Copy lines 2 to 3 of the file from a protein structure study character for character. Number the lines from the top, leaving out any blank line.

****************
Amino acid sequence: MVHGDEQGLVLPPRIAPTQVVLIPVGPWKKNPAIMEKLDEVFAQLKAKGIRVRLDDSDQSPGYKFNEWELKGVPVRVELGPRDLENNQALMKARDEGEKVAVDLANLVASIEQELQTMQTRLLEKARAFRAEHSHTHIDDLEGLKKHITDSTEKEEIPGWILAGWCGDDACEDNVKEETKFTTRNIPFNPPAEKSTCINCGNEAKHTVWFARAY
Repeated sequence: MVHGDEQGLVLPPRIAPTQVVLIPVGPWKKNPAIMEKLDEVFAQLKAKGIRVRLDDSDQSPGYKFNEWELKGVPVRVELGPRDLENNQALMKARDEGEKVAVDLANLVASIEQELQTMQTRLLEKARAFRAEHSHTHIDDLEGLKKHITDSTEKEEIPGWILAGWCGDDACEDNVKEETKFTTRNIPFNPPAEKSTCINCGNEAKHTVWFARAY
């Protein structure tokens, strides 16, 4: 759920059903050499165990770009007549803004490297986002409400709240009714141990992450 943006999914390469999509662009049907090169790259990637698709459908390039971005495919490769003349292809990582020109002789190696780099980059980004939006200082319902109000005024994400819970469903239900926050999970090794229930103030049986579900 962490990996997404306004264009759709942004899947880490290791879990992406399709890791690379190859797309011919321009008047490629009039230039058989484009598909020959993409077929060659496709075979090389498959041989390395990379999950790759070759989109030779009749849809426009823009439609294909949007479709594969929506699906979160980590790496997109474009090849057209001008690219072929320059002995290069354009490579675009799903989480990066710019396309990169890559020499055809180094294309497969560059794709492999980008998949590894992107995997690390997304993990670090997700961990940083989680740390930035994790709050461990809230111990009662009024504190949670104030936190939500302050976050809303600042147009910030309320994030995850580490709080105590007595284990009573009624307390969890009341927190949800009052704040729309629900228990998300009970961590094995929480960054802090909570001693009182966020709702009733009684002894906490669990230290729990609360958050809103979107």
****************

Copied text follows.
Repeated sequence: MVHGDEQGLVLPPRIAPTQVVLIPVGPWKKNPAIMEKLDEVFAQLKAKGIRVRLDDSDQSPGYKFNEWELKGVPVRVELGPRDLENNQALMKARDEGEKVAVDLANLVASIEQELQTMQTRLLEKARAFRAEHSHTHIDDLEGLKKHITDSTEKEEIPGWILAGWCGDDACEDNVKEETKFTTRNIPFNPPAEKSTCINCGNEAKHTVWFARAY
């Protein structure tokens, strides 16, 4: 759920059903050499165990770009007549803004490297986002409400709240009714141990992450 943006999914390469999509662009049907090169790259990637698709459908390039971005495919490769003349292809990582020109002789190696780099980059980004939006200082319902109000005024994400819970469903239900926050999970090794229930103030049986579900 962490990996997404306004264009759709942004899947880490290791879990992406399709890791690379190859797309011919321009008047490629009039230039058989484009598909020959993409077929060659496709075979090389498959041989390395990379999950790759070759989109030779009749849809426009823009439609294909949007479709594969929506699906979160980590790496997109474009090849057209001008690219072929320059002995290069354009490579675009799903989480990066710019396309990169890559020499055809180094294309497969560059794709492999980008998949590894992107995997690390997304993990670090997700961990940083989680740390930035994790709050461990809230111990009662009024504190949670104030936190939500302050976050809303600042147009910030309320994030995850580490709080105590007595284990009573009624307390969890009341927190949800009052704040729309629900228990998300009970961590094995929480960054802090909570001693009182966020709702009733009684002894906490669990230290729990609360958050809103979107």